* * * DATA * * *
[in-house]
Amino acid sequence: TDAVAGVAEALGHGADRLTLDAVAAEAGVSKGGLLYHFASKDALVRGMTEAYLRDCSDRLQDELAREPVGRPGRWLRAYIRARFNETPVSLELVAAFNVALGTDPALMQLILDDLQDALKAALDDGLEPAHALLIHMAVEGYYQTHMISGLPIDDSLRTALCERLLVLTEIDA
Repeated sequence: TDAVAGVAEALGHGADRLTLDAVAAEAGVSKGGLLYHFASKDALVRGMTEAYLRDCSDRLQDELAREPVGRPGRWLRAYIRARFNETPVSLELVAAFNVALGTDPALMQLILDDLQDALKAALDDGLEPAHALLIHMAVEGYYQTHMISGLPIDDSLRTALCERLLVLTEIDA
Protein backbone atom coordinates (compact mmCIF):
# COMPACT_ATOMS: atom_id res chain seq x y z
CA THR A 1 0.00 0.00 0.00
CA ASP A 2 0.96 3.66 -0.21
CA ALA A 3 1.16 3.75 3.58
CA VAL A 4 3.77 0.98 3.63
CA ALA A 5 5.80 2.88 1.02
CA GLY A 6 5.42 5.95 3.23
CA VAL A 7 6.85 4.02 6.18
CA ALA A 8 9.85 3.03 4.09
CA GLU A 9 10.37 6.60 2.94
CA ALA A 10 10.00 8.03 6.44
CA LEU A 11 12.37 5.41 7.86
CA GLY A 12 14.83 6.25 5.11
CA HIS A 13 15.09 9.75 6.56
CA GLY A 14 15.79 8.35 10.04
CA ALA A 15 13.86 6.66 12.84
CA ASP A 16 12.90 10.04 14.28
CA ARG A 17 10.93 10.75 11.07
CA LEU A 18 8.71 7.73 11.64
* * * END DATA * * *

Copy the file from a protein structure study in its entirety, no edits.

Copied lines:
[in-house]
Amino acid sequence: TDAVAGVAEALGHGADRLTLDAVAAEAGVSKGGLLYHFASKDALVRGMTEAYLRDCSDRLQDELAREPVGRPGRWLRAYIRARFNETPVSLELVAAFNVALGTDPALMQLILDDLQDALKAALDDGLEPAHALLIHMAVEGYYQTHMISGLPIDDSLRTALCERLLVLTEIDA
Repeated sequence: TDAVAGVAEALGHGADRLTLDAVAAEAGVSKGGLLYHFASKDALVRGMTEAYLRDCSDRLQDELAREPVGRPGRWLRAYIRARFNETPVSLELVAAFNVALGTDPALMQLILDDLQDALKAALDDGLEPAHALLIHMAVEGYYQTHMISGLPIDDSLRTALCERLLVLTEIDA
Protein backbone atom coordinates (compact mmCIF):
# COMPACT_ATOMS: atom_id res chain seq x y z
CA THR A 1 0.00 0.00 0.00
CA ASP A 2 0.96 3.66 -0.21
CA ALA A 3 1.16 3.75 3.58
CA VAL A 4 3.77 0.98 3.63
CA ALA A 5 5.80 2.88 1.02
CA GLY A 6 5.42 5.95 3.23
CA VAL A 7 6.85 4.02 6.18
CA ALA A 8 9.85 3.03 4.09
CA GLU A 9 10.37 6.60 2.94
CA ALA A 10 10.00 8.03 6.44
CA LEU A 11 12.37 5.41 7.86
CA GLY A 12 14.83 6.25 5.11
CA HIS A 13 15.09 9.75 6.56
CA GLY A 14 15.79 8.35 10.04
CA ALA A 15 13.86 6.66 12.84
CA ASP A 16 12.90 10.04 14.28
CA ARG A 17 10.93 10.75 11.07
CA LEU A 18 8.71 7.73 11.64